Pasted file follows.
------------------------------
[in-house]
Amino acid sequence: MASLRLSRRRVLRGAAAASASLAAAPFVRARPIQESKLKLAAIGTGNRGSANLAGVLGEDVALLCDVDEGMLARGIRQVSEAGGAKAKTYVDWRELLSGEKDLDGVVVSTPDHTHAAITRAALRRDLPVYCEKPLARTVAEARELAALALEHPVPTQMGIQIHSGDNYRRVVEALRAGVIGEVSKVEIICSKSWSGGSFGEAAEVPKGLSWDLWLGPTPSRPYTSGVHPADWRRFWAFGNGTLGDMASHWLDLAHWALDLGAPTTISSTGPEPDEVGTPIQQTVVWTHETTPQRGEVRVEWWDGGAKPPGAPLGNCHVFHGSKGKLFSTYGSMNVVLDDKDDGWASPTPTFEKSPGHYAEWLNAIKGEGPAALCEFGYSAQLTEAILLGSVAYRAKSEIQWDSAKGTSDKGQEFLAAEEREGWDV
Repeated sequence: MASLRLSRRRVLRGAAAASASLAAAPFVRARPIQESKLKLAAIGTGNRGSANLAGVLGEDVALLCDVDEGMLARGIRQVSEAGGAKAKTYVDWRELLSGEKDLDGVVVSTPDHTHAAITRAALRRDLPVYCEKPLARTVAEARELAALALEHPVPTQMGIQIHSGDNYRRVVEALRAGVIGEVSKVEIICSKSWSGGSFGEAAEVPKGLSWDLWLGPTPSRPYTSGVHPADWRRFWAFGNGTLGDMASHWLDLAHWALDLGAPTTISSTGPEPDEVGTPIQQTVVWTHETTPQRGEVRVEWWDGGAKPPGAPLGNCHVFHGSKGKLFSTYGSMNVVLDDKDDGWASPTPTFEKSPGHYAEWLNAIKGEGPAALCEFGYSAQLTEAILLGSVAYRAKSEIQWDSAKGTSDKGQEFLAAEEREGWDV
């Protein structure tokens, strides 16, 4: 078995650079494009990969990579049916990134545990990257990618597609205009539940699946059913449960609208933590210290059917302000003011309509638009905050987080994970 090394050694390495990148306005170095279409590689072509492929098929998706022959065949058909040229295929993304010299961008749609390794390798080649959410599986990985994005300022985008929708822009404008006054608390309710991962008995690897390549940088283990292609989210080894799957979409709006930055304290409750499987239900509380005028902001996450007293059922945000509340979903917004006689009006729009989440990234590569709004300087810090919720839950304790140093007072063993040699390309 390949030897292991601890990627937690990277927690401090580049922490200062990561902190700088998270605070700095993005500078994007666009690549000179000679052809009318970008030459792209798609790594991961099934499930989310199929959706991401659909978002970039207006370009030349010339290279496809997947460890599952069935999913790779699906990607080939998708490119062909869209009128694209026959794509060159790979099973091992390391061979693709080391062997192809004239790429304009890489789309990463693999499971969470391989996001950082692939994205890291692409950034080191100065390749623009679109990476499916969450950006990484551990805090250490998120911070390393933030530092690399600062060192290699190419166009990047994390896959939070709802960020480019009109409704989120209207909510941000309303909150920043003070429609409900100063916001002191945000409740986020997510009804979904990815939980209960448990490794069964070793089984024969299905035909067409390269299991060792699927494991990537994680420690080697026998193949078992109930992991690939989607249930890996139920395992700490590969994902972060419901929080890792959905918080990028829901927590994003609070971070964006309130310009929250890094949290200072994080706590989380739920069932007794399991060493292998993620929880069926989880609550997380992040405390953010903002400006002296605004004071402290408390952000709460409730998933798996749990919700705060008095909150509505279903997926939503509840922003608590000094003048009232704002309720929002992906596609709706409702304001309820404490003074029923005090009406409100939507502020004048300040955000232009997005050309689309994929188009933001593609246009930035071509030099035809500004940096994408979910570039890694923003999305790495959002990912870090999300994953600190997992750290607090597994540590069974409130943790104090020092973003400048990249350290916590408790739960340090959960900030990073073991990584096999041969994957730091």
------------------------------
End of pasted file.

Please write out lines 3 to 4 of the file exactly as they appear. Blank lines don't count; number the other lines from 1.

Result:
Repeated sequence: MASLRLSRRRVLRGAAAASASLAAAPFVRARPIQESKLKLAAIGTGNRGSANLAGVLGEDVALLCDVDEGMLARGIRQVSEAGGAKAKTYVDWRELLSGEKDLDGVVVSTPDHTHAAITRAALRRDLPVYCEKPLARTVAEARELAALALEHPVPTQMGIQIHSGDNYRRVVEALRAGVIGEVSKVEIICSKSWSGGSFGEAAEVPKGLSWDLWLGPTPSRPYTSGVHPADWRRFWAFGNGTLGDMASHWLDLAHWALDLGAPTTISSTGPEPDEVGTPIQQTVVWTHETTPQRGEVRVEWWDGGAKPPGAPLGNCHVFHGSKGKLFSTYGSMNVVLDDKDDGWASPTPTFEKSPGHYAEWLNAIKGEGPAALCEFGYSAQLTEAILLGSVAYRAKSEIQWDSAKGTSDKGQEFLAAEEREGWDV
């Protein structure tokens, strides 16, 4: 078995650079494009990969990579049916990134545990990257990618597609205009539940699946059913449960609208933590210290059917302000003011309509638009905050987080994970 090394050694390495990148306005170095279409590689072509492929098929998706022959065949058909040229295929993304010299961008749609390794390798080649959410599986990985994005300022985008929708822009404008006054608390309710991962008995690897390549940088283990292609989210080894799957979409709006930055304290409750499987239900509380005028902001996450007293059922945000509340979903917004006689009006729009989440990234590569709004300087810090919720839950304790140093007072063993040699390309 390949030897292991601890990627937690990277927690401090580049922490200062990561902190700088998270605070700095993005500078994007666009690549000179000679052809009318970008030459792209798609790594991961099934499930989310199929959706991401659909978002970039207006370009030349010339290279496809997947460890599952069935999913790779699906990607080939998708490119062909869209009128694209026959794509060159790979099973091992390391061979693709080391062997192809004239790429304009890489789309990463693999499971969470391989996001950082692939994205890291692409950034080191100065390749623009679109990476499916969450950006990484551990805090250490998120911070390393933030530092690399600062060192290699190419166009990047994390896959939070709802960020480019009109409704989120209207909510941000309303909150920043003070429609409900100063916001002191945000409740986020997510009804979904990815939980209960448990490794069964070793089984024969299905035909067409390269299991060792699927494991990537994680420690080697026998193949078992109930992991690939989607249930890996139920395992700490590969994902972060419901929080890792959905918080990028829901927590994003609070971070964006309130310009929250890094949290200072994080706590989380739920069932007794399991060493292998993620929880069926989880609550997380992040405390953010903002400006002296605004004071402290408390952000709460409730998933798996749990919700705060008095909150509505279903997926939503509840922003608590000094003048009232704002309720929002992906596609709706409702304001309820404490003074029923005090009406409100939507502020004048300040955000232009997005050309689309994929188009933001593609246009930035071509030099035809500004940096994408979910570039890694923003999305790495959002990912870090999300994953600190997992750290607090597994540590069974409130943790104090020092973003400048990249350290916590408790739960340090959960900030990073073991990584096999041969994957730091």